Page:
Jewish Funeral Etiquette

~Respecting Tradition~

Jewish funeral etiquette is as rich as the Jewish traditions. It is a time of profound significance to the family and friends of the deceased.

Basic funeral etiquette is universal. It is a time of solemnity and grieving. It is also a time of celebration and remembering. This is the time when the family and friends can share in memories and love for the one they have lost.

Jewish customs are rich and involved with every aspect of life. As one who is attending a Jewish funeral, becoming familiar with these customs will enable you to understand what their ritual observances entail.

Jewish funeral traditionsJewish Funeral Customs

~Shemira~ The body is watched over from the time of death to the time of burial. This is usually done by a family member who recites psalms during this time.
~Taharah~ The preparing of the body for burial. During this the body is washed thoroughly with warm water. As it is washed it is never placed face down. The body is prepared by members of a sacred burial society with men preparing men and women preparing women. Prayers and psalms are recited throughout this process.

~Tachrichim~ The body is dressed in a white, simple shroud for burial. The reason behind this is to eliminate any distinction between rich and poor. Men are buried wearing a prayer shawl with one of the fringes has been removed. This renders the shawl unusable.

~Oron~ The casket is simple, made from wood only. It is not to have any metal parts. There are several holes drilled in the bottom so that the body may return to the dust.

~K'reeah~ As a symbol of anguish and grief, this is the rending of the outer garments. Mourners have traditionally rent their outer garments during this time.

Jewish Funeral Etiquette

In the Jewish culture, there are three parts to a funeral. Understanding the etiquette for funerals in this tradition will enable you to respect and mourn with the family and friends of the deceased. The parts are: the funeral, the burial and the Sitting Shiva.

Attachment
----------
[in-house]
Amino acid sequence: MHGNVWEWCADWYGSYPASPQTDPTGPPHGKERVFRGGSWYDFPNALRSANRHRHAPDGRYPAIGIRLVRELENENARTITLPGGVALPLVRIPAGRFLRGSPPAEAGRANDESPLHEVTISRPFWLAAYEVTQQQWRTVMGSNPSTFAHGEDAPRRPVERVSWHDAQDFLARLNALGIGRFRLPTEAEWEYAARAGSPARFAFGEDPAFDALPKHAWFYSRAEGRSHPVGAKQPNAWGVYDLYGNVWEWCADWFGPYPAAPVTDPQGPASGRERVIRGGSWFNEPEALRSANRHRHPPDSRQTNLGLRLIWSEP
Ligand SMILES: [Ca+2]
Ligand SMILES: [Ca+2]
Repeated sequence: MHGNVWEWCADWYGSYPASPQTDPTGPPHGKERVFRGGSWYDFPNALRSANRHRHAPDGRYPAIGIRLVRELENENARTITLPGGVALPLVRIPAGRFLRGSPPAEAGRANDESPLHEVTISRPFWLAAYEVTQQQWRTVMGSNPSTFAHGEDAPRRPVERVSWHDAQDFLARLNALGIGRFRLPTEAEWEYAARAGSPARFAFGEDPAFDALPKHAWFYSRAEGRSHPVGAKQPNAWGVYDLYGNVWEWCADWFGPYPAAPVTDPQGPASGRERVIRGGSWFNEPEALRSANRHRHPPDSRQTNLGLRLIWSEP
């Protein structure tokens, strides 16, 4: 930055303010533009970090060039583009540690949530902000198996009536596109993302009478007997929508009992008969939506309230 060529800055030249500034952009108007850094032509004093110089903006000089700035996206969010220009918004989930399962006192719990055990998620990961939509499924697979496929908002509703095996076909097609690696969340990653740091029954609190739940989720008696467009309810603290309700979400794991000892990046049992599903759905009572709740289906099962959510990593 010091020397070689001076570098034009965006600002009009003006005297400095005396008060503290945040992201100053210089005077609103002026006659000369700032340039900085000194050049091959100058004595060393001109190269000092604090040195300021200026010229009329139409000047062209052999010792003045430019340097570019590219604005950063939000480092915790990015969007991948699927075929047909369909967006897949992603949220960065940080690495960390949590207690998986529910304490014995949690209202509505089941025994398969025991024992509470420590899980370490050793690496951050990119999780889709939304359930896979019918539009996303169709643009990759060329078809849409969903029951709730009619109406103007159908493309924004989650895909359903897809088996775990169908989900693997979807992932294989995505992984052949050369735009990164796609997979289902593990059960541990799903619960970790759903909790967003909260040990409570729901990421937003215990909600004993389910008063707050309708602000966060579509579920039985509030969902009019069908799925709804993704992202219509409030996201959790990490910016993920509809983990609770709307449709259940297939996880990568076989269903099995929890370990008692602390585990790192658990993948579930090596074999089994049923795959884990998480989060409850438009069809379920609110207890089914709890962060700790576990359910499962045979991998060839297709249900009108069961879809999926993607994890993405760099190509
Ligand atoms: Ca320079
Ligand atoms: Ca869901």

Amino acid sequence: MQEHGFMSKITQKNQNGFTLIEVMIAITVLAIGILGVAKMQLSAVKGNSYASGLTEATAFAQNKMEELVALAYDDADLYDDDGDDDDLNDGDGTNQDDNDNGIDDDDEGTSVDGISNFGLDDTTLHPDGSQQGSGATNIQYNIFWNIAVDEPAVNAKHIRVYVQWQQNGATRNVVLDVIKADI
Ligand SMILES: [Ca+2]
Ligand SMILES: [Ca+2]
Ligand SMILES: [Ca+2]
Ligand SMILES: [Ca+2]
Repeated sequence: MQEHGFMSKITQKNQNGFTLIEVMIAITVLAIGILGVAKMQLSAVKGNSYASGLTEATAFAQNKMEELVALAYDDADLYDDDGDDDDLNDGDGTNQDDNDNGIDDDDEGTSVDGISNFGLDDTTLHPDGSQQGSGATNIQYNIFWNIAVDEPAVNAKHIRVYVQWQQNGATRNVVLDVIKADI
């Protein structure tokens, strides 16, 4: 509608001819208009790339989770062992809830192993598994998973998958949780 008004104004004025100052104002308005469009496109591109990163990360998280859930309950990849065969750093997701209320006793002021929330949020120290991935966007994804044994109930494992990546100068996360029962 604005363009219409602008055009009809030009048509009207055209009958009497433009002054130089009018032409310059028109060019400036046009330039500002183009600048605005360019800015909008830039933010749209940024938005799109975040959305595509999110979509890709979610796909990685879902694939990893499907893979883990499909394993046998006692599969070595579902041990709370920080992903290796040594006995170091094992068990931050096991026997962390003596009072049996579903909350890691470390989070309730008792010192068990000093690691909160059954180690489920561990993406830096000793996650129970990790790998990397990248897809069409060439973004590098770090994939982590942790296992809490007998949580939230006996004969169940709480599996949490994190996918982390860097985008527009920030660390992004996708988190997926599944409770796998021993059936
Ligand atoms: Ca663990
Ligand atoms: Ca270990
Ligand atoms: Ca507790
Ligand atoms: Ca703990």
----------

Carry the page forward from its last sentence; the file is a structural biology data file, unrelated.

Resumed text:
The Funeral

A traditional Jewish funeral is held within 48 hours from the time of death. They are usually held in a funeral home. In accordance to Jewish custom, there is no viewing as the casket is closed. During the funeral, the rabbi will speak, prayers will be offered (usually in Hebrew) and family members may offer eulogies.

As a friend or family member, Jewish funeral etiquette is shown when you have reverence for the ceremony. Even if you do not understand all that is said and done, be respectful and maintain quiet dignity throughout the service. Wearing dark, conservative clothing is very appropriate. Do not wear open-toed shoes or anything of a casual nature.

The Burial

The graveside ceremony is reserved for the family of the deceased. If you are invited attend this part of the funeral, you may be asked to take part in the filling of the grave. This is done by filling the grave with three shovels of dirt. Cultural etiquette is shown by always pointing the shovel down and replacing it into the dirt when you are done. Do not hand the shovel to someone else. This is all symbolic to the Jewish traditions.

The Sitting Shiva

This is when the community comes to pay their respects to the family. It is usually held during the week following the funeral and burial. Jewish funeral tradition states that during a shiva call it is appropriate to share a story or memory about the person. Doing so will help keep their loved one close and alive in their hearts. However, there are times when silence is best. The family is mostly appreciative of having you there.

When making a shival call, do not bring flowers. It is not appropriate for Jewish funerals. It is appropriate, however, to bring kosher food for the family. During their time of mourning, they should not be burdened with preparing of food. Hot foods are the best, however any prepared food will be appropriate.

Also, in many cases the family will have chosen a charity for financial donations. This is a wonderful way to pay your respects to the family.

Please respect the family during this time of mourning and dress conservatively when calling upon them. This shows good manners.

Visiting the Grave

When visiting a Jewish grave you will notice that they are buried without a headstone. The headstone, usually very simple and plain, is added at a later date. As you visit, it is custom to place a rock on the headstone. You may also leave a note under the rock. This shows that the grave has been visited. Again, flowers are not appropriate in Jewish funeral etiquette.

Understanding Jewish customs is a beautiful way to show your love and respect for the family of the deceased. The richness and beauty of their traditions is woven into every aspect of their live. What we have shared here is but a glimpse into Jewish funeral etiquette. We hope that it will help you express your grief with those you love.

Follow Us!

Follow Me On Facebook    Follow Me On Twitter

Sign Up For Our Free Monthly Newsletter!

First Name


Don't worry -- your e-mail address is totally secure.
I promise to use it only to send you Modern Manners.

Top Features

Phone Etiquette
Business Dining Etiquette
Overcome The Issues Of The Past